The first certified question asks whether a repairman's lien arising under Tennessee Code Annotated section 66-19-101 may be enforced by a method other than attachment of the lien-subject property itself. As explained below, we respond to this question by interpreting another Tennessee statute, Tennessee Code Annotated section 66-21-101, which applies to enforcement of statutory liens.
As we have stated, Embraer's Lien on the Aircraft arises under section 66-19-101, which provides:
There shall be a lien upon any type of conveyance used in the transportation of persons or merchandise either by land or by water or through the air, propelled by any sort of power, for any repairs or improvements made or parts or fixtures furnished at the request of the owner, or the owner's agent, in favor of the mechanic, contractor, founder, or machinist who makes on any such vehicle mentioned any repairs or puts thereon any improvements, fixtures, machinery, or materials; ․
Tenn. Code Ann. § 66-19-101. For our purposes, AeroCentury does not dispute the validity of Embraer's Lien on the Aircraft and there is no dispute regarding the interpretation of section 66-19-101. As recognized by the District Court, the dispute stems from Embraer's efforts to enforce its Lien. Because section 66-19-101 does not specify a method for enforcing the Lien, we turn to Tennessee Code Annotated section 66-21-101:
Any and all liens given by statute on personal property, except attorney's lien, where no method of enforcing the same is specifically prescribed by statute, may be enforced by original attachment issued by any court having jurisdiction of the amount claimed to be due without necessity of fiat, on affidavit that the debt is due and unpaid, to be levied on the property upon which the lien exists, be it either in the hands of the creditor, owner, or other party not an innocent purchaser.
Tenn. Code Ann. § 66-21-101 (emphasis added). Thus, section 66-21-101 addresses situations such as the instant case, in which a party has a statutory lien but the lien statute does not specify the method by which the lien must be enforced.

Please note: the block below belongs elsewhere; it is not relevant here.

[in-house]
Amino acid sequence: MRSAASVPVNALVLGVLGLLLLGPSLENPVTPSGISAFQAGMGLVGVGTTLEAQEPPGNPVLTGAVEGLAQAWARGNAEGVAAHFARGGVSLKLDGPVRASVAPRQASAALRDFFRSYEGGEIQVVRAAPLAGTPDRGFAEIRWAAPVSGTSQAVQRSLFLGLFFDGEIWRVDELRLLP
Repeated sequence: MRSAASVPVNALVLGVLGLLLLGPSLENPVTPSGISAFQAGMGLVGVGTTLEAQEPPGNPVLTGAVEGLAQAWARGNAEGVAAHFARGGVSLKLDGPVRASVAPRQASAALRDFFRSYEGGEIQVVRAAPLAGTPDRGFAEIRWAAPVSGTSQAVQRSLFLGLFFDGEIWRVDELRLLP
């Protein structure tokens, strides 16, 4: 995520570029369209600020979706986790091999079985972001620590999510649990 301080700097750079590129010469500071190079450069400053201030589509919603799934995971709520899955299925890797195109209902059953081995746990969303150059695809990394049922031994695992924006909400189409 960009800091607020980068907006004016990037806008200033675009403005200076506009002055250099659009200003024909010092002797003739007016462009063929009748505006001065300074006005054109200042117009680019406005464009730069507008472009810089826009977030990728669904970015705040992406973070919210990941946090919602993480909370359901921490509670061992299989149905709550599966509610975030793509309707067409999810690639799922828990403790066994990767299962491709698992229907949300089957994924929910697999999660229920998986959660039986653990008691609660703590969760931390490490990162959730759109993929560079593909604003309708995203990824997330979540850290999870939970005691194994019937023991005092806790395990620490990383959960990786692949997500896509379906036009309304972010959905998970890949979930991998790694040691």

Noting that section 66-21-101 uses the permissive “may” in addressing enforcement of a lien by original attachment, the District Court stated that “it is not clear that Tennessee courts recognize methods other than attachment of the lien-subject property for the enforcement of a lien that arises under Tennessee law.” Embraer contends that, although section 66-21-101 permits original attachment of the lien-subject property, original attachment is not the exclusive method or remedy for a repairman to enforce a lien created by section 66-19-101, as this remedy is only “permitted” and not required by section 66-21-101. Embraer asserts that, if Tennessee's General Assembly had intended for original attachment to be the exclusive method to enforce the repairman's lien arising under section 66-19-101, it would have used language similar to that found in Tennessee Code Annotated section 66-11-126, which provides that mechanics' and materialmen's liens “shall be enforced only by the filing of an action seeking the issuance of an attachment ․” Tenn. Code Ann. § 66-11-126 (2015). However, Embraer points to no other Tennessee statute indicating how a repairman's lien might otherwise be enforced. Rather, it contends that “where there is a right, there is a remedy,” and that the District Court, having in personam jurisdiction over AeroCentury, should have the authority “to fashion a remedy to enforce those rights in an in personam action.”
As noted above, we are not addressing the entire controversy between these parties; our opinion is limited to the question of law certified by the District Court. Seals, 301 S.W.3d at 241. Moreover, under Rule 23, we limit ourselves to defined questions of Tennessee law for which “there is no controlling precedent in the decisions of the Supreme Court of Tennessee.” Tenn. Sup. Ct. R. 23, § 1. Therefore, in responding to this first certified question, we limit ourselves to interpreting section 66-21-101, which addresses enforcement of a lien for which there is no specified method of enforcement, such as a lien arising under section 66-19-101.